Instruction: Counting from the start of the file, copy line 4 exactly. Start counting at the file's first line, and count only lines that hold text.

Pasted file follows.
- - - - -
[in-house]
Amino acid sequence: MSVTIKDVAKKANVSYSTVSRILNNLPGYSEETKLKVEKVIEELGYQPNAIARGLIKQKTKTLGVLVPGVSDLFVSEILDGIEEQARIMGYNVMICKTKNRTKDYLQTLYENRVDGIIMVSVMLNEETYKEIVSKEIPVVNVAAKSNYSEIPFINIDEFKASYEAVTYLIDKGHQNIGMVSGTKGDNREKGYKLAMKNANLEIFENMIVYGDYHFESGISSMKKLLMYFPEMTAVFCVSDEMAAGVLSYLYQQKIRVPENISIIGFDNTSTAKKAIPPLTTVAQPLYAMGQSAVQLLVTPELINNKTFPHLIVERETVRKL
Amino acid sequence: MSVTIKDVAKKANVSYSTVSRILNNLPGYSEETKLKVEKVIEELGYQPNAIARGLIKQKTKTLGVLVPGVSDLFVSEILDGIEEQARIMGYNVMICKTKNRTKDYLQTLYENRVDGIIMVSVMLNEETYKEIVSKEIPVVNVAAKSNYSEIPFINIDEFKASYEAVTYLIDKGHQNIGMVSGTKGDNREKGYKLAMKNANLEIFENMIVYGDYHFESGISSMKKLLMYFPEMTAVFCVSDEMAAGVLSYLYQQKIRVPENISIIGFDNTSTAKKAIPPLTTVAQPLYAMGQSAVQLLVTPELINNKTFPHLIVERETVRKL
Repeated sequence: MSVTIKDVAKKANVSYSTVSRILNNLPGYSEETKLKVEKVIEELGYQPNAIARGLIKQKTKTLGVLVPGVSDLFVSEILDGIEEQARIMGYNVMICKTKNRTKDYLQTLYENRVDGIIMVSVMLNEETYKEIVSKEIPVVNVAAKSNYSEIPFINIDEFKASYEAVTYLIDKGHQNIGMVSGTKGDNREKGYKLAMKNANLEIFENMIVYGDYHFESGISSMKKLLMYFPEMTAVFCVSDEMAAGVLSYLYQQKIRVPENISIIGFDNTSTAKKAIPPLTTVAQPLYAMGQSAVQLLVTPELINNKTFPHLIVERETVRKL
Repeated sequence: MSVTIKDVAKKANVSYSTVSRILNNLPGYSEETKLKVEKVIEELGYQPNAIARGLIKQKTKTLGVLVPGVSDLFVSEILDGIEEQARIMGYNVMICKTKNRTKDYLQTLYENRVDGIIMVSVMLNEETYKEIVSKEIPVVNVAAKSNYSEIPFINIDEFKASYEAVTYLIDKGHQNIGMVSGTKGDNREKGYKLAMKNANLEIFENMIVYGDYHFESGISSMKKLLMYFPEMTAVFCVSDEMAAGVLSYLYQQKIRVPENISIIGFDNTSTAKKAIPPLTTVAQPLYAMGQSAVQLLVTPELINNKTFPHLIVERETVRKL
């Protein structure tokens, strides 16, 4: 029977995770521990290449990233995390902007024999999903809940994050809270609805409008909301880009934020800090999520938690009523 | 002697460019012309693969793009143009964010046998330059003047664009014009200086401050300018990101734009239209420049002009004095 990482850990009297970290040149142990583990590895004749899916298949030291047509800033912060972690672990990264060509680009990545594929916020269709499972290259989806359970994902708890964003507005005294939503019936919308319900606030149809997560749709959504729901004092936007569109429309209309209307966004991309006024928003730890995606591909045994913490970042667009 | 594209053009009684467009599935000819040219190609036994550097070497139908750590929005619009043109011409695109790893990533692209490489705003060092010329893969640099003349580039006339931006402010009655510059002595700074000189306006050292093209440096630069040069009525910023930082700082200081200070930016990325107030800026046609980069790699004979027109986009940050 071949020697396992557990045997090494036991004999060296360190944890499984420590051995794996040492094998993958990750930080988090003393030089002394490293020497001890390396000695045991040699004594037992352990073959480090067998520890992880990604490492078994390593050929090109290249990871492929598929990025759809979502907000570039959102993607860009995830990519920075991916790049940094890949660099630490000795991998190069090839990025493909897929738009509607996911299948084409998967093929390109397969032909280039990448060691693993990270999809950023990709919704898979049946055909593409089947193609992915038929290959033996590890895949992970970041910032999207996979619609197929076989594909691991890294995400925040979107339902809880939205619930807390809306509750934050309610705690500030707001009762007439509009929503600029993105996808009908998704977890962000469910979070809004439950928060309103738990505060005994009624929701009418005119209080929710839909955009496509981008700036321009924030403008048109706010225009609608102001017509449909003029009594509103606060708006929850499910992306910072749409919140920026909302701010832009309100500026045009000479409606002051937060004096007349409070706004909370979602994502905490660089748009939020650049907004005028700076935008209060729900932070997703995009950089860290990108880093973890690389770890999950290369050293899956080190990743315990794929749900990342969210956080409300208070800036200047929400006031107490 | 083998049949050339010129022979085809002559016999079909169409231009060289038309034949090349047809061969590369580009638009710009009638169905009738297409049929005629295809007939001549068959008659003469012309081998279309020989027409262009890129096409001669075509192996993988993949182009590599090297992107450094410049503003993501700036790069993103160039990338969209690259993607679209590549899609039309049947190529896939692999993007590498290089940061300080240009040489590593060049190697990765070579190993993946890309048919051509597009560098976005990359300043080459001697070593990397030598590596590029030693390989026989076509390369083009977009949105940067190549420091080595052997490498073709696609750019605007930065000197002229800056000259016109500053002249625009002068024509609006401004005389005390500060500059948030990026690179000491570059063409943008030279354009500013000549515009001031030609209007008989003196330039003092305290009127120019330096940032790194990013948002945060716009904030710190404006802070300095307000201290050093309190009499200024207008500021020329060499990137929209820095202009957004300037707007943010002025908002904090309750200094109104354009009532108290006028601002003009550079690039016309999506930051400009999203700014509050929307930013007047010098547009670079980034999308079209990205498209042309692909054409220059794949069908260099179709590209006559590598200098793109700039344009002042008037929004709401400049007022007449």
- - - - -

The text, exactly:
Repeated sequence: MSVTIKDVAKKANVSYSTVSRILNNLPGYSEETKLKVEKVIEELGYQPNAIARGLIKQKTKTLGVLVPGVSDLFVSEILDGIEEQARIMGYNVMICKTKNRTKDYLQTLYENRVDGIIMVSVMLNEETYKEIVSKEIPVVNVAAKSNYSEIPFINIDEFKASYEAVTYLIDKGHQNIGMVSGTKGDNREKGYKLAMKNANLEIFENMIVYGDYHFESGISSMKKLLMYFPEMTAVFCVSDEMAAGVLSYLYQQKIRVPENISIIGFDNTSTAKKAIPPLTTVAQPLYAMGQSAVQLLVTPELINNKTFPHLIVERETVRKL